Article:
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|Manufacturer||Kanto Auto Works|
|Production||2001 – April 2004|
|Assembly||Japan: Kanegasaki, Iwate (Kanto Auto Works)|
|Body and chassis|
|Body style||4-door sedan|
|Related||Toyota Mark II|
|Engine||2.0 L 1G-FE I6 (gasoline)
2.5 L 1JZ-FSE I6 (gasoline)
2.5 L 1JZ-GTE I6 (t/c gasoline)
|Wheelbase||2,781 mm (109.5 in)|
|Length||4,704 mm (185.2 in)|
|Width||1,758 mm (69.2 in)|
|Height||1,450 mm (57.1 in)|
|Curb weight||1,383–1,538 kg (3,050–3,390 lb)|
|Successor||Toyota Mark X|
The Toyota Verossa was a sedan produced by Toyota for Japanese domestic market, and was exclusive new to Toyota Netz Store Japanese locations as the smaller companion sedan to the Toyota Aristo. The Verossa exceeded Japanese government dimension regulations concerning external dimensions and engine displacement, offering buyers a sedan that continued to offer a front engine rear drive platform, opposite the 2001–2006 Toyota Camry with very similar dimensions and front wheel drive. The advantage the Verossa offered over the Camry was the ability to offer all wheel drive, which the Camry couldn't do. The Verossa, introduced in July 2001, appeared in conjunction with the Toyopet Store alternative called the Progrès, and the Toyota Store Brevis.
Toyota replaced the aging Toyota Mark II stablemates, the Chaser and Cresta which ended production together in 2000, combining the sporting aspects of the Chaser with the high luxury content of the Cresta, in a vehicle that was smaller than the Toyota Crown, a favorite with Japanese luxury car buyers for decades. The Verossa was a larger version of the Toyota Altezza that appeared in 1998 that became a sales success, offering high performance and luxury with a straight 6 engine and rear drive. The Verossa shared its X-chassis model code with its predecessors and also featured the front-engine rear-drive layout. The Verossa's production ceased at the end of 2003 due to poor sales.
The Verossa was sold in six trim levels featuring 3 straight 6 engine and 3 transmission types. All-wheel drive was offered on some trim levels, but only available with an automatic transmission. Standard equipment and options throughout the Verossa's range included a front stabilizer bar, navigation, power seats and fully automatic air conditioning. The different engine sizes were offered to allow Japanese buyers which annual road tax they were willing to pay; the larger engines did offer higher levels of standard equipment and luxury features.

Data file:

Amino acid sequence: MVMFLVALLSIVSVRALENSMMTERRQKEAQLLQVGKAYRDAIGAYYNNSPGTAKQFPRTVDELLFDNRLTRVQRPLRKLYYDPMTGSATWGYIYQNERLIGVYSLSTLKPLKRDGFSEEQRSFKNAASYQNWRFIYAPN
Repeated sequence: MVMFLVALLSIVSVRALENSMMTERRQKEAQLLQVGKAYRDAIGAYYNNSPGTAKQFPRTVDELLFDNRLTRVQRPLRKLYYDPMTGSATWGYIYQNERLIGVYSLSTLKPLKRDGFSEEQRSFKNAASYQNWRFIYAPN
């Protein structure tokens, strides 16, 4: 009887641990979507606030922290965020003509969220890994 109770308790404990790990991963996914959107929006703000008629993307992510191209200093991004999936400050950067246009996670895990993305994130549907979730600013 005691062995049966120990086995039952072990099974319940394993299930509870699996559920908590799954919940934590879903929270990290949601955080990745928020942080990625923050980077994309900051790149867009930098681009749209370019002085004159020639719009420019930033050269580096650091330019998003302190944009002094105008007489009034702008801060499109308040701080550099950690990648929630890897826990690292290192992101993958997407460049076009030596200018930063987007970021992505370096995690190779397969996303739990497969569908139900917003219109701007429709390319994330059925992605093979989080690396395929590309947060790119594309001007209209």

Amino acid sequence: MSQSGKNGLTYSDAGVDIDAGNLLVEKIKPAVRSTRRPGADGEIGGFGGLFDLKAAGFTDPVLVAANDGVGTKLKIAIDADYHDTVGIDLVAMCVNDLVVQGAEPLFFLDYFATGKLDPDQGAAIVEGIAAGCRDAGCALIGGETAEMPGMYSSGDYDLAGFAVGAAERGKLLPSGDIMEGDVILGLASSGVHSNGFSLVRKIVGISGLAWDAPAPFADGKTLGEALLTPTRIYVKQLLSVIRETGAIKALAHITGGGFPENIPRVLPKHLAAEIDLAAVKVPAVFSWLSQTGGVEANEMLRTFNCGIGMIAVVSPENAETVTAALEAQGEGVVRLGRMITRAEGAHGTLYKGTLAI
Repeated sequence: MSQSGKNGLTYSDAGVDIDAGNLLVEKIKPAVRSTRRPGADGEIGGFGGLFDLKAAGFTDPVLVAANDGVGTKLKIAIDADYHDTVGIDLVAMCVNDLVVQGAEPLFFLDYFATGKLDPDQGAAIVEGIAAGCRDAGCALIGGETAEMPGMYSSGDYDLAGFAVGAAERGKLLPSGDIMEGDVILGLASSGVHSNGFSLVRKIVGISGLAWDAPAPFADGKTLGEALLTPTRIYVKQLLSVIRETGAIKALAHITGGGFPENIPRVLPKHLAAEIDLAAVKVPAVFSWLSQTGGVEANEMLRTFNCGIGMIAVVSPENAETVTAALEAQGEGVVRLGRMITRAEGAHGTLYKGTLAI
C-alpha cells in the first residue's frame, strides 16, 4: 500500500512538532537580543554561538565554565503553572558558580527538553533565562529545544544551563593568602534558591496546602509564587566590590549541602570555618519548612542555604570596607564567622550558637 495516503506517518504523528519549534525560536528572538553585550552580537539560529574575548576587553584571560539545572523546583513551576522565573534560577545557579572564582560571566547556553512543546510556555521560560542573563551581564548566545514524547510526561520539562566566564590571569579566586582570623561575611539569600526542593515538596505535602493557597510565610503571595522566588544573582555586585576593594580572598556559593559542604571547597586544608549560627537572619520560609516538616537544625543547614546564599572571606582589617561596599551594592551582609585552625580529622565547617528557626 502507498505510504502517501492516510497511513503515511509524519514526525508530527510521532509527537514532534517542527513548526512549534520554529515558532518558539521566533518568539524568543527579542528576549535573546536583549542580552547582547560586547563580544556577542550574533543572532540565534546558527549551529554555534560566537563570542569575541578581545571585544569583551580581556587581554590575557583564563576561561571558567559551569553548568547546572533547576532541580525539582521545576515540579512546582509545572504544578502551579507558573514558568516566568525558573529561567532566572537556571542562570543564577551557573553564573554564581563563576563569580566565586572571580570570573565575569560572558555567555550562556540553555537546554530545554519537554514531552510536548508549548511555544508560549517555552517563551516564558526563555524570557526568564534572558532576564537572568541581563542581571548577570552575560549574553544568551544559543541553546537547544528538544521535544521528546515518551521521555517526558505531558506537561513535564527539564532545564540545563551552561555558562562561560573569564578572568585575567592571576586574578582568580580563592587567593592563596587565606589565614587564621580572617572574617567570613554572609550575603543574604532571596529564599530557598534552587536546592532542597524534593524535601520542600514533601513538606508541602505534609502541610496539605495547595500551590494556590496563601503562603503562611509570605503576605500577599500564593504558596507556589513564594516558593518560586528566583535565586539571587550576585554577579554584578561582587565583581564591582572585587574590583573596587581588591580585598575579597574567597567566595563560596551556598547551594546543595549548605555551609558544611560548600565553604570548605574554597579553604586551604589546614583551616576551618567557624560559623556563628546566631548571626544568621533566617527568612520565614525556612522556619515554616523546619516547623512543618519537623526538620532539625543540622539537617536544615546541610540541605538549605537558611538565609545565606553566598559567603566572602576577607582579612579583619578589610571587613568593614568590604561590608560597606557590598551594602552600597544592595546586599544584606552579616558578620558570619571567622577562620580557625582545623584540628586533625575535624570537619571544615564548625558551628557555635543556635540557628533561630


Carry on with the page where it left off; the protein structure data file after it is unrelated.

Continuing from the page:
20, 20Four and 20Four G Package
The entry level Verossa came equipped with Toyota's 1G-FE engine producing 160 PS (118 kW; 158 hp) at 6200 rpm and 200 N⋅m (148 lb⋅ft) at 4400 rpm. The 20 was only available with an electronically controlled 4-speed automatic transmission. The 20Four and 20Four G package offered permanent all-wheel drive. The G Package included aesthetic accoutrement like alloy wheels and leather seats.
25 and V25
These models featured Toyota's 1JZ engine with direct injection rated at 200 PS (147 kW; 197 hp) at 6000 rpm and 250 N⋅m (184 lb⋅ft) at 3800 rpm. Both came with a 5-speed electronically controlled automatic, differentiating them from the 1G-quipped Verossa's. The more up-market V25 featured a rear-stabilizer bar in addition to the front stabilizer bar found in the 2.0L Verossa's, along with larger 17" wheels and leather seating option.
A throwback to the Tourer V, the VR25 featured the same turbocharged 1JZ-GTE engine on a rear-drive chassis setup. The engine produced 280 PS (206 kW; 276 hp) at 6200 rpm and 377 N⋅m (278 lb⋅ft) at 2400 rpm and was mated to either a 5-speed manual or the same 4-speed as found in the 2.0L models with a standard limited-slip differential. As per the V25, the VR25 came with front and rear strut-tower bars and 17" wheels; leather was an option as were front and rear spoilers.
- Toyota Verossa, Japanese sales brochure #VQ0018-0107 (2001)
Toyota Verossa on Cars Directory, http://www.cars-directory.net/specs/toyota/verossa/2001_7/
|Wikimedia Commons has media related to Toyota Verossa.|
- Toyota Verossa World Forums (JZX World – jzx100.com)
- Toyota Verossa Technical Wikipedia (@ JZX World – jzx100.com)[permanent dead link]